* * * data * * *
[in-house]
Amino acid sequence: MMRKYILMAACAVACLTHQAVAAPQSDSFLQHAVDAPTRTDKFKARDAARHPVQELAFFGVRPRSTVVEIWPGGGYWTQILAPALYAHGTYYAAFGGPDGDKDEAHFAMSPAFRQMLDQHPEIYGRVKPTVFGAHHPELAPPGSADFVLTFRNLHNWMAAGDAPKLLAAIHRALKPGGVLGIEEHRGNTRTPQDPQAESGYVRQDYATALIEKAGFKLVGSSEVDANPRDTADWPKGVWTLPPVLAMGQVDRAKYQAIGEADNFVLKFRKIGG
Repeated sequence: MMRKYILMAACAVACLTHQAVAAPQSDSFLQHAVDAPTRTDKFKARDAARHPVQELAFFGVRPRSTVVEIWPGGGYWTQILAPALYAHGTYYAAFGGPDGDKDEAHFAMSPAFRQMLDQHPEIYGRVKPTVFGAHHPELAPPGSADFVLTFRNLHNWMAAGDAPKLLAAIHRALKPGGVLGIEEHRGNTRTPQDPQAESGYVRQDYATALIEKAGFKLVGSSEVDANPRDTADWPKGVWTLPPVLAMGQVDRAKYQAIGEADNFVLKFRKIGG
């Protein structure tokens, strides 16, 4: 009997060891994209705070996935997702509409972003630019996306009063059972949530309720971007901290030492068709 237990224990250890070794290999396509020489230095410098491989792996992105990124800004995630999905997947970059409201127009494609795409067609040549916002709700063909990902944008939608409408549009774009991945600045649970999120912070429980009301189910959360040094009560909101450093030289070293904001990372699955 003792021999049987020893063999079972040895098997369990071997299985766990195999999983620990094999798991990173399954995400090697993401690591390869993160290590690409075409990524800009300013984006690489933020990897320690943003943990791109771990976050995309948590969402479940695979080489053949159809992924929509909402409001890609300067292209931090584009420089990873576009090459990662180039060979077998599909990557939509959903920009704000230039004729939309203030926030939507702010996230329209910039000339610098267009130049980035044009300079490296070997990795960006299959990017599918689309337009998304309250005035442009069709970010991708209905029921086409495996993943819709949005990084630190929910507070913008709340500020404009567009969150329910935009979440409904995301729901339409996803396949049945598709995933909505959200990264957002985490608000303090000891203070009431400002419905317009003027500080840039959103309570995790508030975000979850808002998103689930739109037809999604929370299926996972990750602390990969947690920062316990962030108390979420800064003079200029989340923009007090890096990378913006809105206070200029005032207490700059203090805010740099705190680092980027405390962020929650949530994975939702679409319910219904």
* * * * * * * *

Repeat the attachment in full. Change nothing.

[in-house]
Amino acid sequence: MMRKYILMAACAVACLTHQAVAAPQSDSFLQHAVDAPTRTDKFKARDAARHPVQELAFFGVRPRSTVVEIWPGGGYWTQILAPALYAHGTYYAAFGGPDGDKDEAHFAMSPAFRQMLDQHPEIYGRVKPTVFGAHHPELAPPGSADFVLTFRNLHNWMAAGDAPKLLAAIHRALKPGGVLGIEEHRGNTRTPQDPQAESGYVRQDYATALIEKAGFKLVGSSEVDANPRDTADWPKGVWTLPPVLAMGQVDRAKYQAIGEADNFVLKFRKIGG
Repeated sequence: MMRKYILMAACAVACLTHQAVAAPQSDSFLQHAVDAPTRTDKFKARDAARHPVQELAFFGVRPRSTVVEIWPGGGYWTQILAPALYAHGTYYAAFGGPDGDKDEAHFAMSPAFRQMLDQHPEIYGRVKPTVFGAHHPELAPPGSADFVLTFRNLHNWMAAGDAPKLLAAIHRALKPGGVLGIEEHRGNTRTPQDPQAESGYVRQDYATALIEKAGFKLVGSSEVDANPRDTADWPKGVWTLPPVLAMGQVDRAKYQAIGEADNFVLKFRKIGG
């Protein structure tokens, strides 16, 4: 009997060891994209705070996935997702509409972003630019996306009063059972949530309720971007901290030492068709 237990224990250890070794290999396509020489230095410098491989792996992105990124800004995630999905997947970059409201127009494609795409067609040549916002709700063909990902944008939608409408549009774009991945600045649970999120912070429980009301189910959360040094009560909101450093030289070293904001990372699955 003792021999049987020893063999079972040895098997369990071997299985766990195999999983620990094999798991990173399954995400090697993401690591390869993160290590690409075409990524800009300013984006690489933020990897320690943003943990791109771990976050995309948590969402479940695979080489053949159809992924929509909402409001890609300067292209931090584009420089990873576009090459990662180039060979077998599909990557939509959903920009704000230039004729939309203030926030939507702010996230329209910039000339610098267009130049980035044009300079490296070997990795960006299959990017599918689309337009998304309250005035442009069709970010991708209905029921086409495996993943819709949005990084630190929910507070913008709340500020404009567009969150329910935009979440409904995301729901339409996803396949049945598709995933909505959200990264957002985490608000303090000891203070009431400002419905317009003027500080840039959103309570995790508030975000979850808002998103689930739109037809999604929370299926996972990750602390990969947690920062316990962030108390979420800064003079200029989340923009007090890096990378913006809105206070200029005032207490700059203090805010740099705190680092980027405390962020929650949530994975939702679409319910219904």